St Stephen's Church, Gateacre

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St Stephen's Church, Gateacre
St. Stephens Church, Gateacre, Liverpool.jpg
St Stephen's Church, Gateacre, from the southwest
St Stephen's Church, Gateacre is located in Merseyside
St Stephen's Church, Gateacre
St Stephen's Church, Gateacre
Location in Merseyside
Coordinates: 53°23′12″N 2°51′21″W / 53.3868°N 2.8559°W / 53.3868; -2.8559
OS grid reference SJ 432 881
Location Belle Vale Road, Gateacre, Liverpool, Merseyside
Country England
Denomination Anglican
Churchmanship Evangelical, Gently Charismatic
Website St Stephen, Gateacre
Consecrated 11 February 1874
Status Parish church
Functional status Active
Heritage designation Grade II
Designated 14 March 1975
Architect(s) Cornelius Sherlock
Architectural type Church
Style Gothic Revival
Groundbreaking 1872
Completed 1874
Materials Sandstone, slate roof
Parish St Stephen, Gateacre
Deanery Liverpool South Childwall
Archdeaconry Liverpool
Diocese Liverpool
Province York
Rector Revd Philip Janvier
Curate(s) Revd Sandra Doore
Reader(s) Joy Jary, Kay Lyons, Kate Johnston
Churchwarden(s) Patrick Coyle, Gareth Morgan

St Stephen's Church is in Belle Vale Road, Gateacre, Liverpool, Merseyside, England. It is an active Anglican parish church in the deanery of Liverpool South Childwall, the archdeaconry of Liverpool, and the diocese of Liverpool. Its benefice is united with those of Christ Church, Netherley, and St Mark, Childwall Valley, to form the Gateacre Team.[1] The church is recorded in the National Heritage List for England as a designated Grade II listed building.[2]


The church was built between 1872 and 1874, and designed by the local architect Cornelius Sherlock.[3] The foundation stone was laid on 1 April 1872, and the church was consecrated on 11 February 1874 by the bishop of Chester. Originally it was a chapel of ease to All Saints, Childwall, and became a separate parish in 1893.[4] A south vestry was added to the church in 1897.[2]



St Stephen's is constructed in rock-faced sandstone with ashlar dressings, and has a slate roof with a tiled ridge.[2][3] It is designed in the architectural style of about 1300.[3] The plan of the church consists of a five-bay nave with a clerestory, north and south aisles under lean-to roofs, a south porch, a chancel with north and south vestries, and a northwest steeple. The tower has angle buttresses rising to crocketed gables. It has a west entrance, and on the west face are paired lancet windows flanking a niche containing a statue. At the top of the tower is a frieze and an embattled parapet with gargoyles. There are lucarnes on the spire. The windows along the sides of the aisles have two or three lights with cusped ogee heads. Along the clerestory are rose windows. The west window has four lights, the east window has three, and the windows in the vestries have two lights.[2]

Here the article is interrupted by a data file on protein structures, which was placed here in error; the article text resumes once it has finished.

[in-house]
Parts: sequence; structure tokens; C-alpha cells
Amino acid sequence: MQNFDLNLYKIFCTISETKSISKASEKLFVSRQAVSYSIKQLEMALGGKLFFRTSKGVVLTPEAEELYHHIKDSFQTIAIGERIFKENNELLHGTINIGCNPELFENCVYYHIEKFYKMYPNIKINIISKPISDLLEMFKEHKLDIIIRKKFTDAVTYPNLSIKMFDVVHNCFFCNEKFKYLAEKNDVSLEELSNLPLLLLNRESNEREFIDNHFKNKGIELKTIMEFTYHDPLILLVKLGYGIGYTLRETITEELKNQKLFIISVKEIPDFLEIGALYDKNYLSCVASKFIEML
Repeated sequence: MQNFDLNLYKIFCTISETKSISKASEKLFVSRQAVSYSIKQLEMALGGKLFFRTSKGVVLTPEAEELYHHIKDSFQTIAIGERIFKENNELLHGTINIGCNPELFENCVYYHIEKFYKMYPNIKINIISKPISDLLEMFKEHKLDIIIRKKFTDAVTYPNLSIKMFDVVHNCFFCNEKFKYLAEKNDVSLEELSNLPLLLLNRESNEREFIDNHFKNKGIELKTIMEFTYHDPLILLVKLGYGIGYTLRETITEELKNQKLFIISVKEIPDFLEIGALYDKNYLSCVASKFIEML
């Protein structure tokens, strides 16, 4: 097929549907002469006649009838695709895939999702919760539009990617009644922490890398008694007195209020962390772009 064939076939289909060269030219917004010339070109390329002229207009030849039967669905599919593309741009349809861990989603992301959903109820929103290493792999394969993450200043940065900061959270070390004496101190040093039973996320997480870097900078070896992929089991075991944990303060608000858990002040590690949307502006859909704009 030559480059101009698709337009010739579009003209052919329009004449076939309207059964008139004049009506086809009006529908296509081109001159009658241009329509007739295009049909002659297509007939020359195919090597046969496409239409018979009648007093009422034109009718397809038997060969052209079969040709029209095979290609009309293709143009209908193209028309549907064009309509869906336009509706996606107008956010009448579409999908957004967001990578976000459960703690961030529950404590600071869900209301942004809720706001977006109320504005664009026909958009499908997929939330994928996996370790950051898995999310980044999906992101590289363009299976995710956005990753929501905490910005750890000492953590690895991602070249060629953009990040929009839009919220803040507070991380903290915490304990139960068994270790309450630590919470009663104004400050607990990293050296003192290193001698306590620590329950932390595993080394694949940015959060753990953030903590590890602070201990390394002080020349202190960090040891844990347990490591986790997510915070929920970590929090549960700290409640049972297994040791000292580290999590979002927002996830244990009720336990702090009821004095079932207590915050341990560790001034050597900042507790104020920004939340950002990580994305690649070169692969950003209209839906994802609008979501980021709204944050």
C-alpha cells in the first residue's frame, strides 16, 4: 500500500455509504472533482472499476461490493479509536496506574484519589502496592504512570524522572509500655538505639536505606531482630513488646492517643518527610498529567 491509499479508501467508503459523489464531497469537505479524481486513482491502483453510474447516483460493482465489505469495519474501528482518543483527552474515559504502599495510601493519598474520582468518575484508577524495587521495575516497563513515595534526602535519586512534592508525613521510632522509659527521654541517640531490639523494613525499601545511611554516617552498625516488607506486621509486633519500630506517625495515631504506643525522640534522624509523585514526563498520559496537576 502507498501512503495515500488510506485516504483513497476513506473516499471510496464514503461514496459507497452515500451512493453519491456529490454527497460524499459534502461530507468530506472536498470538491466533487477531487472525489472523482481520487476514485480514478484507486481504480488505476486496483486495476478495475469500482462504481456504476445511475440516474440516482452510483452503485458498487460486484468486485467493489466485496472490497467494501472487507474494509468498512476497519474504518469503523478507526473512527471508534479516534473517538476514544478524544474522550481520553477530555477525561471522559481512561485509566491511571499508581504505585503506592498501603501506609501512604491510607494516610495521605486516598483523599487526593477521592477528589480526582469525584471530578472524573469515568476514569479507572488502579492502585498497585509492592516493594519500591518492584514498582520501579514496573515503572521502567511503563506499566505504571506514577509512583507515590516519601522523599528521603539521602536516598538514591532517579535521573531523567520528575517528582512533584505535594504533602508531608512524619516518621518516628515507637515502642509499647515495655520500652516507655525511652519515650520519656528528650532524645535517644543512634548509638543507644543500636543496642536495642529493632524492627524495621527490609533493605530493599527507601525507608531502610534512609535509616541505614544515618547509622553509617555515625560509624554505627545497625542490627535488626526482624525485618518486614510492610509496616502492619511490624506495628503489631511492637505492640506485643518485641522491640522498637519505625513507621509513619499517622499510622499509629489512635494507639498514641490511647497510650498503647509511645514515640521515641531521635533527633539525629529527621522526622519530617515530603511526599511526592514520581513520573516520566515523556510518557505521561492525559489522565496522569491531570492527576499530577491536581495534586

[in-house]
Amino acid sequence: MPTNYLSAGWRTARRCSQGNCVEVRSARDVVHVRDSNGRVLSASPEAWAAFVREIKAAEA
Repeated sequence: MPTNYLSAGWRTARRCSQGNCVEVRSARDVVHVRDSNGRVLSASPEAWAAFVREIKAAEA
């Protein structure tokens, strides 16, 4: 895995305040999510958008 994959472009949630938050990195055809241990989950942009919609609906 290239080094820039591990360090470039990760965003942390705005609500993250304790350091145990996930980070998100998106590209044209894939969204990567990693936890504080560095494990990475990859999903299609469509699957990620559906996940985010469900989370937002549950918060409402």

Inside the church are five-bay arcades carried on round columns. The roof of the nave is scissor-braced, and that of the chancel is coffered.[2] The stained glass in the west window, dating from 1883, was designed by Edward Burne-Jones and coloured by William Morris and attributed to Morris & Co., and that in the east window, dated 1880, is by Frederick Preedy.[3] The maker of the two-manual pipe organ is not known. It was cleaned and repaired in about 1900 by Gray and Davison.[5] The organ was repaired again in 1939 by Rushworth and Dreaper.[4] However, it needed major repairs in the 1990s and was modernized with poor electronic components.[citation needed]

See also[edit]


  1. ^ St Stephen, Gateacre, Church of England, retrieved 20 October 2013 
  2. ^ a b c d e Historic England, "Church of St Stephen, Liverpool (1356289)", National Heritage List for England, retrieved 20 October 2013 
  3. ^ a b c d Pollard, Richard; Pevsner, Nikolaus (2006), Lancashire: Liverpool and the South-West, The Buildings of England, New Haven and London: Yale University Press, pp. 431–432, ISBN 0-300-10910-5 
  4. ^ a b An abbreviated history (PDF), St Stephen's Church, Gateacre, retrieved 20 October 2013 
  5. ^ Lancashire Gateacre, St. Stephen, Belle Vale Road (E01593), British Institute of Organ Studies, retrieved 20 October 2013